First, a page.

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The Future of Biogas

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By Rodger Schwecke

It is time to consider the future of biogas.

Biogas is a mixture of methane and carbon dioxide produced when organic material decomposes. This renewable energy resource can be used to produce on-site heat and electricity, conditioned for injection into the natural gas delivery infrastructure or consumed as a transport fuel.

Since 2006, Southern California Gas has actively implemented a research, development and demonstration program and also fostered commercial programs to increase the use of renewable natural gas. Early work focused on studying feedstocks and setting guidelines for purifying biogas to pipeline quality. Looking ahead, SoCalGas is working to develop algae as an energy crop and is exploring the use of solar thermochemical processes to create renewable natural gas. We have a full-scale commercial demonstration of biogas cleanup technology already in operation at a wastewater treatment facility in Escondido, Calif.

SoCalGas is also active in aiding regulatory and policy efforts to advance biogas. We are currently working with other stakeholders in a California Public Utilities Commission proceeding to develop statewide standards and protocols for the cleanup of biogas so it can be injected into a common carrier pipeline. To help stimulate the development of a robust renewable natural gas, we have a proposal before the commission to provide gas cleanup services to biogas producers.

Today, renewable natural gas can be produced from larger biogas sources such as wastewater facilities and landfills at prices competitive with other renewable resources. Advances in gas cleanup and conversion technology such as digesters and gasifiers will expand the amount of feedstock that can be economically converted.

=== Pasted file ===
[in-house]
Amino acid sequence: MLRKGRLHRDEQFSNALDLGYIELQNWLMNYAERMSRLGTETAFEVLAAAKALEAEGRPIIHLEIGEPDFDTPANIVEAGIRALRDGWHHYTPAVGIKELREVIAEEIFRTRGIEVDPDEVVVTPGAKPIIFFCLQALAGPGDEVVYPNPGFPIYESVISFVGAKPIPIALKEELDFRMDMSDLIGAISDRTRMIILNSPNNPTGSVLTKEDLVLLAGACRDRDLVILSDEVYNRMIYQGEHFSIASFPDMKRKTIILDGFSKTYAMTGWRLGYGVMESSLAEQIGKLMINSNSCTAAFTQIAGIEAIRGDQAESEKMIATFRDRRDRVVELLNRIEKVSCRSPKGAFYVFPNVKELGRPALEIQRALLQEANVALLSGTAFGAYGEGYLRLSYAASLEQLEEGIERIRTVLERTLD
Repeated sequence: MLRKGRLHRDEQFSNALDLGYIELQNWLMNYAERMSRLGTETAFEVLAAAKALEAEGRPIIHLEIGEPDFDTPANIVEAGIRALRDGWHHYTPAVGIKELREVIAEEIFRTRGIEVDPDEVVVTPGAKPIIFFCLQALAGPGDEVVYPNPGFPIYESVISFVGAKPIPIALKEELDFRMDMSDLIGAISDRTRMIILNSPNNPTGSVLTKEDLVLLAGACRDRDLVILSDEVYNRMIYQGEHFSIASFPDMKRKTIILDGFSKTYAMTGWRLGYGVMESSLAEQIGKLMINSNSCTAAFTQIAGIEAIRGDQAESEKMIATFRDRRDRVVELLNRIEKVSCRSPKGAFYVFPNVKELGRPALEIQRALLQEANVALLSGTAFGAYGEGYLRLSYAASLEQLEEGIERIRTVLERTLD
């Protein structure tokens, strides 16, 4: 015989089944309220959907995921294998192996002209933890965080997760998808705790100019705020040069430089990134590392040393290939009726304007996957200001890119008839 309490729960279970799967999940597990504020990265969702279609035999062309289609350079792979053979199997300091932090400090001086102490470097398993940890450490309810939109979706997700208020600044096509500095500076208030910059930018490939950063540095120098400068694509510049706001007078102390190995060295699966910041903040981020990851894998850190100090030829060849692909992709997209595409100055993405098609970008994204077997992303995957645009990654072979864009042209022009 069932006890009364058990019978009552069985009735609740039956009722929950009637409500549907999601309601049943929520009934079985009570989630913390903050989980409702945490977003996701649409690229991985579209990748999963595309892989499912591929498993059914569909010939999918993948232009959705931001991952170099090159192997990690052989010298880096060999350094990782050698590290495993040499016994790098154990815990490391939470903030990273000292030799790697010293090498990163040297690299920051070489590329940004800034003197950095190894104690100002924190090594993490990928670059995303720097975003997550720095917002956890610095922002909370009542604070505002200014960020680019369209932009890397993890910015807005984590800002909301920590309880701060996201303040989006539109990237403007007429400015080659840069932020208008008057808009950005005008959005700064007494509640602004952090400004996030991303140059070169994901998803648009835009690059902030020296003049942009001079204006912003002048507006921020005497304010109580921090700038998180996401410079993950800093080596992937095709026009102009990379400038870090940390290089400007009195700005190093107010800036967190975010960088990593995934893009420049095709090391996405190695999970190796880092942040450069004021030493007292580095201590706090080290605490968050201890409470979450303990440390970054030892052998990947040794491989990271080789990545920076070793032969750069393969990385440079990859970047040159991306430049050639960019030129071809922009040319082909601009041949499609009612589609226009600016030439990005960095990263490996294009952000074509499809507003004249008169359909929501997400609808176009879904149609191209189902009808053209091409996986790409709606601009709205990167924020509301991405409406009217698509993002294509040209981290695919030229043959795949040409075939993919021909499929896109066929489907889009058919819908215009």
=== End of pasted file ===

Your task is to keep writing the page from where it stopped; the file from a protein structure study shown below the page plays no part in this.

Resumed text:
Biogas is considered to be a renewable resource because its production-and-use cycle is continuous, and it generates no net carbon dioxide. Organic material grows, is converted and used and then regrows in a continually repeating cycle. From a carbon perspective, as much carbon dioxide is absorbed from the atmosphere in the growth of the primary bio-resource as is released when the material is ultimately converted to energy.

When carbon dioxide and other minor constituents are removed, the product is a purified pipeline-quality natural gas that is almost 100 percent methane. This biomethane is interchangeable with any other natural gas, but it is a zero-carbon resource. Coupling this zero-carbon profile with the ultra-low “conventional” emissions of natural gas makes renewable natural gas a nearly perfect fuel. It is storable, it boasts a high energy density that is almost emission-free, and it is easily transported over existing infrastructure to serve any natural gas application.

Biogas is plentiful and is available from sources such as landfills, wastewater treatment facilities, and animal and agricultural waste. If fully utilized, the yield from existing organic waste streams could satisfy about 20 percent of current natural gas use. Biogas feedstock may also soon be farmed economically. Work is already underway to develop low-cost dedicated energy crops such as algae and other plant species that can be grown on marginal land to serve as a source of biogas production. Future energy crops could make the potential availability virtually unlimited.

The mix of future uses for renewable natural gas will depend upon how markets for renewable resources develop. Because of the high price of oil and limited options for renewable transportation fuel, it’s likely that transportation uses will be key demand drivers. Renewable natural gas is a low-cost option for zero-carbon transportation
fuel, and the sector will potentially consume the majority of renewable natural gas produced.

Ultimately, technology and market advances will help determine the future of renewable natural gas, but its success also depends on a level playing field in energy policy. For the United States to fully realize the economic and environmental potential of renewable gas, it is imperative that public policymakers recognize the benefits of renewable natural gas.

Rodger R. Schwecke is vice president of customer solutions for Southern California Gas.

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